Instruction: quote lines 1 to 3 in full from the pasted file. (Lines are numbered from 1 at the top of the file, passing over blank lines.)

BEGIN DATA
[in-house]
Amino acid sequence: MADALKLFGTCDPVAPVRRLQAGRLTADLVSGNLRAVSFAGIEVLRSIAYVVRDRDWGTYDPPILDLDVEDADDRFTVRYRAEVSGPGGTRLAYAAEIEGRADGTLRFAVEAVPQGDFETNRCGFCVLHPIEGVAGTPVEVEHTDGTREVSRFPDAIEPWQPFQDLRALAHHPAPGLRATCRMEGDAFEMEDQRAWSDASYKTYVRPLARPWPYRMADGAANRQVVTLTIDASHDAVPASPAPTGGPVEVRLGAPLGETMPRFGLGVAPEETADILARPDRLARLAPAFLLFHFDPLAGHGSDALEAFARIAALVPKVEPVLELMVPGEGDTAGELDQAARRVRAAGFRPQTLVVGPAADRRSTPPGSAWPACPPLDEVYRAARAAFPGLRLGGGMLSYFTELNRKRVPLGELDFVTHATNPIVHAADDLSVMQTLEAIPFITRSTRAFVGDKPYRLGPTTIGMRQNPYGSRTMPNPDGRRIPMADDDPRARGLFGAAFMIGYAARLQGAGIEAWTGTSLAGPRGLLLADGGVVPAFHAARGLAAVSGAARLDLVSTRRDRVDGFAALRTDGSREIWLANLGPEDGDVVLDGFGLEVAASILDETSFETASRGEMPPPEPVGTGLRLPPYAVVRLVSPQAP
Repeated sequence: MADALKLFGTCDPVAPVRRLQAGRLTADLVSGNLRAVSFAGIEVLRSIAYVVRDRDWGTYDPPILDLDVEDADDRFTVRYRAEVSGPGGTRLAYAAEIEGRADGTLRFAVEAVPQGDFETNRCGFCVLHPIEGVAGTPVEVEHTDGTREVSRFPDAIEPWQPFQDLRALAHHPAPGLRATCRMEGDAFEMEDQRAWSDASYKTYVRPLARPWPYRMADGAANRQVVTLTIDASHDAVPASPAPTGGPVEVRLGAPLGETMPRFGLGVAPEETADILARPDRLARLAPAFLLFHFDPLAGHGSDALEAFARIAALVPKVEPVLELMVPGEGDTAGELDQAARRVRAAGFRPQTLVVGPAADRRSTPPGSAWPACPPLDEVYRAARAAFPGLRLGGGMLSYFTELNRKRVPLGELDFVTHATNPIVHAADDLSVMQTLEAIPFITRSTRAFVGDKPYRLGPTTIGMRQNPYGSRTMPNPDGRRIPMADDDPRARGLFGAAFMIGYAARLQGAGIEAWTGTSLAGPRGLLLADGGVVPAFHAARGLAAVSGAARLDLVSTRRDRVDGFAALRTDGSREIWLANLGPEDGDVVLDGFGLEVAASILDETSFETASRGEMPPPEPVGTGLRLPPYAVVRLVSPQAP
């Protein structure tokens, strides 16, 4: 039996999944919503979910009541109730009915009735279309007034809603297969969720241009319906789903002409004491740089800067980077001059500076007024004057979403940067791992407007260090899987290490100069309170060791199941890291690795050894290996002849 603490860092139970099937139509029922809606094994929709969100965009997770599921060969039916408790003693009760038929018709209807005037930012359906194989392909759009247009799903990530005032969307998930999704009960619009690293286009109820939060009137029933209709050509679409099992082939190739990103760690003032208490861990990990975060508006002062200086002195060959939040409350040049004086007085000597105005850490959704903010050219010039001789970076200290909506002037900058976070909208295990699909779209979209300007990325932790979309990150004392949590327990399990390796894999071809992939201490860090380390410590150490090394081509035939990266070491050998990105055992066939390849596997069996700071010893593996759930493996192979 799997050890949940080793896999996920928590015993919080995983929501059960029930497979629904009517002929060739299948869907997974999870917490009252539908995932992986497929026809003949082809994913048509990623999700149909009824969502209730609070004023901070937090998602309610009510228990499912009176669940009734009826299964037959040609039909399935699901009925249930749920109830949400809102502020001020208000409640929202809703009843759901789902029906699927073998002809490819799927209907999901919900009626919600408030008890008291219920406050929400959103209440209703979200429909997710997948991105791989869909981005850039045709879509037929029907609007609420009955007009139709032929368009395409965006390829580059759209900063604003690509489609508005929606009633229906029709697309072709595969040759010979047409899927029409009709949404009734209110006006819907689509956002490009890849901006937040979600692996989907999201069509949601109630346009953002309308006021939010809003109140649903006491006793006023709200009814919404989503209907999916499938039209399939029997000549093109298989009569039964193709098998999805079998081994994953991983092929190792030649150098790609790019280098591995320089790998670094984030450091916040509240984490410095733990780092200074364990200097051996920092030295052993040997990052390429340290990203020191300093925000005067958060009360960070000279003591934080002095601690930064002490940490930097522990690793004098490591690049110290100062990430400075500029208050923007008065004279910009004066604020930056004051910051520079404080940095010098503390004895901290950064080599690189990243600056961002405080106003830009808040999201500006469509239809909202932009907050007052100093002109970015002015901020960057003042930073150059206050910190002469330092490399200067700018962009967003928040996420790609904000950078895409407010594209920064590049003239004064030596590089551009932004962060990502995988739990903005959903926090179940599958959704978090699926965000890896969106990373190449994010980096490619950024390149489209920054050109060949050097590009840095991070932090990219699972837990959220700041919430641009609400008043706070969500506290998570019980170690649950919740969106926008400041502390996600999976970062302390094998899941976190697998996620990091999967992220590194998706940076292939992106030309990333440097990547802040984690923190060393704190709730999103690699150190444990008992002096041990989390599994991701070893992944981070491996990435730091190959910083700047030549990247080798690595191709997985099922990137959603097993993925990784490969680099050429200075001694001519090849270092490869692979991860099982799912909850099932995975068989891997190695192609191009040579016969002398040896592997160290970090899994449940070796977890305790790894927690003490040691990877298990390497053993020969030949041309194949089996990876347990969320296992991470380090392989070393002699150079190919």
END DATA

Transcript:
[in-house]
Amino acid sequence: MADALKLFGTCDPVAPVRRLQAGRLTADLVSGNLRAVSFAGIEVLRSIAYVVRDRDWGTYDPPILDLDVEDADDRFTVRYRAEVSGPGGTRLAYAAEIEGRADGTLRFAVEAVPQGDFETNRCGFCVLHPIEGVAGTPVEVEHTDGTREVSRFPDAIEPWQPFQDLRALAHHPAPGLRATCRMEGDAFEMEDQRAWSDASYKTYVRPLARPWPYRMADGAANRQVVTLTIDASHDAVPASPAPTGGPVEVRLGAPLGETMPRFGLGVAPEETADILARPDRLARLAPAFLLFHFDPLAGHGSDALEAFARIAALVPKVEPVLELMVPGEGDTAGELDQAARRVRAAGFRPQTLVVGPAADRRSTPPGSAWPACPPLDEVYRAARAAFPGLRLGGGMLSYFTELNRKRVPLGELDFVTHATNPIVHAADDLSVMQTLEAIPFITRSTRAFVGDKPYRLGPTTIGMRQNPYGSRTMPNPDGRRIPMADDDPRARGLFGAAFMIGYAARLQGAGIEAWTGTSLAGPRGLLLADGGVVPAFHAARGLAAVSGAARLDLVSTRRDRVDGFAALRTDGSREIWLANLGPEDGDVVLDGFGLEVAASILDETSFETASRGEMPPPEPVGTGLRLPPYAVVRLVSPQAP
Repeated sequence: MADALKLFGTCDPVAPVRRLQAGRLTADLVSGNLRAVSFAGIEVLRSIAYVVRDRDWGTYDPPILDLDVEDADDRFTVRYRAEVSGPGGTRLAYAAEIEGRADGTLRFAVEAVPQGDFETNRCGFCVLHPIEGVAGTPVEVEHTDGTREVSRFPDAIEPWQPFQDLRALAHHPAPGLRATCRMEGDAFEMEDQRAWSDASYKTYVRPLARPWPYRMADGAANRQVVTLTIDASHDAVPASPAPTGGPVEVRLGAPLGETMPRFGLGVAPEETADILARPDRLARLAPAFLLFHFDPLAGHGSDALEAFARIAALVPKVEPVLELMVPGEGDTAGELDQAARRVRAAGFRPQTLVVGPAADRRSTPPGSAWPACPPLDEVYRAARAAFPGLRLGGGMLSYFTELNRKRVPLGELDFVTHATNPIVHAADDLSVMQTLEAIPFITRSTRAFVGDKPYRLGPTTIGMRQNPYGSRTMPNPDGRRIPMADDDPRARGLFGAAFMIGYAARLQGAGIEAWTGTSLAGPRGLLLADGGVVPAFHAARGLAAVSGAARLDLVSTRRDRVDGFAALRTDGSREIWLANLGPEDGDVVLDGFGLEVAASILDETSFETASRGEMPPPEPVGTGLRLPPYAVVRLVSPQAP